Last Mile Home

by Peter Jones, Vice President of Research

Led by a 3.8 percent gain in emerging markets, global equities sustained their upward march. The S&P 500 returned 1.4 percent and closed at yet another all-time high. 10-year U.S. Treasury yields fell seven basis points as soft inflation data weighed on expectations for future interest rate hikes. The Fed continues to grapple with conflicting signals in an attempt to balance the dual mandate of maximizing employment and stabilizing prices. On one hand, tight labor markets argue for sustained interest rate hikes whereas stubbornly low inflation suggests a pause in the tightening of financial conditions. Retail sales disappointed this month while investors welcomed strength in U.S. industrial production. This data supports the notion that economic growth has been buoyed by an acceleration in manufacturing activity.

Shop ‘Till the Mail Drops

It is no secret that shopping preferences have shifted dramatically from traditional brick-and-mortar outlets to online shopping. One of the consequences of this trend is “last mile delivery.” Last mile delivery is the term used to describe package delivery to individual homes. Traditionally, consumer products were delivered in large quantities to a single location such as a mall or department store. On the other hand, last mile delivery often involves one small package per location. From a shipper or parcel company’s perspective, last mile residential delivery is less efficient than traditional business-to-business delivery. As e-commerce continues to increase as a percentage of overall retail sales, more and more package deliveries will fall into this low productivity category. In response to secular changes in shopping behavior, parcel giants UPS & FedEx are investing billions on automated distribution and sorting facilities where they intend for package handling robots and route optimization software to offset the higher costs of last mile delivery.

In an increasingly tight labor market, it is hard to fathom that the supply of courier labor can keep up with the growth of e-commerce unless workers are enticed by significantly higher wages. As the chart below illustrates, this has already begun with courier wages growing more than three times the national rate.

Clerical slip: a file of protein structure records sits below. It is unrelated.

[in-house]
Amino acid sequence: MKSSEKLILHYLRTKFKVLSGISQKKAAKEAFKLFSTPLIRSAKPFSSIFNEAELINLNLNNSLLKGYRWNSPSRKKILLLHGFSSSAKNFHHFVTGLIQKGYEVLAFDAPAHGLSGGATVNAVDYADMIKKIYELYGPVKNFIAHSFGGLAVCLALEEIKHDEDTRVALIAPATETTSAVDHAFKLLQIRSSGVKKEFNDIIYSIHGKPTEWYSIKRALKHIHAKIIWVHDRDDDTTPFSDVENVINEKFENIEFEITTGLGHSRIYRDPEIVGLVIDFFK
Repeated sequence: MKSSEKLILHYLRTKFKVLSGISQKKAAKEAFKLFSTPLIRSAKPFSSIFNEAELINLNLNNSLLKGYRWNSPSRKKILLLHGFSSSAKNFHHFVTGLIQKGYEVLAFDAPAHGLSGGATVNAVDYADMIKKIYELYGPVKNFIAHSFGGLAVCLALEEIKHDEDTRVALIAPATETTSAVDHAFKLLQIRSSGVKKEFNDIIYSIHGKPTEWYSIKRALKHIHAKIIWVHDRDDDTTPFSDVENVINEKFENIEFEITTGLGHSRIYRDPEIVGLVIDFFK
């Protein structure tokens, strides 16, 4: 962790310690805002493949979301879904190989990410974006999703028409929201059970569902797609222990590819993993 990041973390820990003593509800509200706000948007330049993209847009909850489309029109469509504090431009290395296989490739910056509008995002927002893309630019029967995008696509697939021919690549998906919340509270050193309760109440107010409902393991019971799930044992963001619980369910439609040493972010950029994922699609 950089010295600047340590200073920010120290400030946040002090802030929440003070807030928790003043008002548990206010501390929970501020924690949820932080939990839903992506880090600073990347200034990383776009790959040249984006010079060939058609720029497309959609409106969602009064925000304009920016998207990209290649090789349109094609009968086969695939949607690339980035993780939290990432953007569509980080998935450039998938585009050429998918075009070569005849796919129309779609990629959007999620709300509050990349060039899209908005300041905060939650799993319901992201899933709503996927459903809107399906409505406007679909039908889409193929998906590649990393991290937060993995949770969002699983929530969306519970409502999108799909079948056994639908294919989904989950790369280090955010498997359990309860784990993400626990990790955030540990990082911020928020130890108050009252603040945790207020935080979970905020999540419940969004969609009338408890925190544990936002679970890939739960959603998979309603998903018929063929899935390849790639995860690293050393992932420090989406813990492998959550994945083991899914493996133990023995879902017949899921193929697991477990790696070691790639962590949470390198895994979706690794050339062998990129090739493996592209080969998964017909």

In recent years, e-commerce giant Amazon has conditioned shoppers to expect minimal shipping costs. To protect their profits, e-tailers demand low shipping prices from delivery companies. The combination of inefficient last mile delivery and price sensitive customers would appear to spell trouble for parcel companies and this bearish backdrop is reflected in price-to-earnings multiples for both FedEx and UPS.

On the contrary, senior management at FedEx argues that rapid e-commerce growth, a shortage of labor and underinvestment in additional capacity from the United States Postal Service will ultimately lead to robust pricing power for package delivery services. Economic theory contends that it is unrealistic to expect the cost of labor to increase at the same time the price of delivery decreases. As such, the pessimistic scenario reflected in the current market values of parcel companies underestimates future price increases as the balance of power shifts from e-tailers and consumers, to delivery service companies.

Takeaways from the Week:

  • Emerging markets continue to lead global equities
  • Conflicting economic signals weigh on the Fed as it considers additional rate hikes
  • As labor markets continue to tighten, shipping costs may be subject to price increases